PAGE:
NASA’s OSIRIS-REx spacecraft completes second Deep Space Maneuver

NASA’s OSIRIS-REx spacecraft completes second Deep Space Maneuver

Tracking knowledge from the Deep Space Network offered preliminary affirmation of the burn’s execution, and the following downlink of telemetry from the spacecraft reveals that each one subsystems carried out as anticipated.

DSM-2 was OSIRIS-REx’s final deep house maneuver of its outbound cruise to Bennu. The subsequent engine burn, Asteroid Approach Maneuver 1 (AAM-1), is scheduled for early October. AAM-1 is a significant braking maneuver designed to sluggish the spacecraft’s velocity from roughly 1,130 to 320 miles per hour (506.2 to 144.four meters per second) relative to Bennu and is the primary of 4 asteroid method maneuvers scheduled for this fall.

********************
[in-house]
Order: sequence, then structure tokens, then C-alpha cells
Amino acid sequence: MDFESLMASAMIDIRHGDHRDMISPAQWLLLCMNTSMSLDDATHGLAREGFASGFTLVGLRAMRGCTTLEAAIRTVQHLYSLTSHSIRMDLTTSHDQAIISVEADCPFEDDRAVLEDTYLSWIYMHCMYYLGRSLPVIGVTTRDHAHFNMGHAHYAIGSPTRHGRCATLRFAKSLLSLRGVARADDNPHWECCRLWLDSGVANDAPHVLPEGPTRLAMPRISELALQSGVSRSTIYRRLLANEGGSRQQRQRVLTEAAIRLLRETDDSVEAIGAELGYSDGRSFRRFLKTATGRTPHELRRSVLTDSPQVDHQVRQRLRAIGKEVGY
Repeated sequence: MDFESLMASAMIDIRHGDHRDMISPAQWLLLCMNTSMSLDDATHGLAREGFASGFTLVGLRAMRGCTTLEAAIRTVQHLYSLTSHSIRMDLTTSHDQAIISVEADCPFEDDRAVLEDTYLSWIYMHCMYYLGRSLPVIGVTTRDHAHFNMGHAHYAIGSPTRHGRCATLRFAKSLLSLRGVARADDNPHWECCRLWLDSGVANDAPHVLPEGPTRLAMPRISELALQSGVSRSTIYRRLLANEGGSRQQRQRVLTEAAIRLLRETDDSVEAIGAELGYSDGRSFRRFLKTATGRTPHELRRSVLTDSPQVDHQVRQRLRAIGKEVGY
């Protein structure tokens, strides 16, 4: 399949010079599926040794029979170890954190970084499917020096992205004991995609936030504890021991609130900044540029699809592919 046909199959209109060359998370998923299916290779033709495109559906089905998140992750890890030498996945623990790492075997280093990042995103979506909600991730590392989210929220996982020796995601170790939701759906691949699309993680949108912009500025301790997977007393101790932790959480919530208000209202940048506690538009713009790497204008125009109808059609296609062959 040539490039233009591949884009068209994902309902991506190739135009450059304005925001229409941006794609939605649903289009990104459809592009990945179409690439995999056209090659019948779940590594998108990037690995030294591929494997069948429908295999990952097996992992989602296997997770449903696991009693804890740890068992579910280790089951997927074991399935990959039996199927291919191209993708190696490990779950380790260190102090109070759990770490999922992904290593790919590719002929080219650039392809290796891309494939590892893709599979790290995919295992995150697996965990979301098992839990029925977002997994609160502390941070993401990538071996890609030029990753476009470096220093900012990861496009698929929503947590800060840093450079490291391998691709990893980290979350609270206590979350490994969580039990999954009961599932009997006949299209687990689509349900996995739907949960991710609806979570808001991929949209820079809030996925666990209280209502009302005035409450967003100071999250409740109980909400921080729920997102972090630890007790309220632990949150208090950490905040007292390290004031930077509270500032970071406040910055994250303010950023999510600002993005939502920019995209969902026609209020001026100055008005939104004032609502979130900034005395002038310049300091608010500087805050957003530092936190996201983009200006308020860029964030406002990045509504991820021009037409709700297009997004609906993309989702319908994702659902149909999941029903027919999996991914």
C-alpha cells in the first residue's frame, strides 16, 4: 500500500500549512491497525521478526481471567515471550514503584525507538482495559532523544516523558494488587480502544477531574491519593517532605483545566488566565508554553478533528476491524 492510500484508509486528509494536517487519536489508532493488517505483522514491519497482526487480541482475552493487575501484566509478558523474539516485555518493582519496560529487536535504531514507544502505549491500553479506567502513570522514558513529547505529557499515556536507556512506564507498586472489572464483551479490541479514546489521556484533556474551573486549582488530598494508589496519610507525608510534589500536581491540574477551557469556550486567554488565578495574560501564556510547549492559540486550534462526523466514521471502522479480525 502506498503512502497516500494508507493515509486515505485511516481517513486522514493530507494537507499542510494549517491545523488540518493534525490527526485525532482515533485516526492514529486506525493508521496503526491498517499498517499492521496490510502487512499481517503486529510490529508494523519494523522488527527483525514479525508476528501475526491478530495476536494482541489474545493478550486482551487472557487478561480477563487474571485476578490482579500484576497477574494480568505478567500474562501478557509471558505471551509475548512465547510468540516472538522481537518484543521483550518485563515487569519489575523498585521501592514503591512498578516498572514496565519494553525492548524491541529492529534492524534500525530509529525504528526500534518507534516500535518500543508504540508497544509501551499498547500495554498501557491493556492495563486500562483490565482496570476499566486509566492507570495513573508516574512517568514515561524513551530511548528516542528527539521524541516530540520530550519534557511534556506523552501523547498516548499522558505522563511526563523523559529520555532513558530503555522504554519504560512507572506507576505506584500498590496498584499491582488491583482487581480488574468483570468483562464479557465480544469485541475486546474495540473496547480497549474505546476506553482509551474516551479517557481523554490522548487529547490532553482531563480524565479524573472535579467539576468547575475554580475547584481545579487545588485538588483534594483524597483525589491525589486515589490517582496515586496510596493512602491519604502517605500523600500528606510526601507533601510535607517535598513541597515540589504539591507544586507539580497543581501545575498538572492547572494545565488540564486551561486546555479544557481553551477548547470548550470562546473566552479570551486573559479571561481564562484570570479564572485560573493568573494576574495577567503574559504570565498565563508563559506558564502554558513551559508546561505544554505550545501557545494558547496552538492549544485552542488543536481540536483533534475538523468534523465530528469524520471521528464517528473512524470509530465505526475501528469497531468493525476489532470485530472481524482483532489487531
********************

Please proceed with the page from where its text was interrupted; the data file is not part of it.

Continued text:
NASA’s Goddard Space Flight Center in Greenbelt, Maryland, offers total mission administration, programs engineering and the security and mission assurance for OSIRIS-REx. Dante Lauretta of the University of Arizona, Tucson, is the principal investigator, and the University of Arizona additionally leads the science crew and the mission’s statement planning and processing.

Lockheed Martin Space in Denver constructed the spacecraft and is offering spacecraft flight operations. Goddard and KinetX Aerospace are accountable for navigating the OSIRIS-REx spacecraft.

OSIRIS-REx is the third mission in NASA’s New Frontiers Program. NASA’s Marshall Space Flight Center in Huntsville, Alabama, manages the company’s New Frontiers Program for its Science Mission Directorate in Washington.

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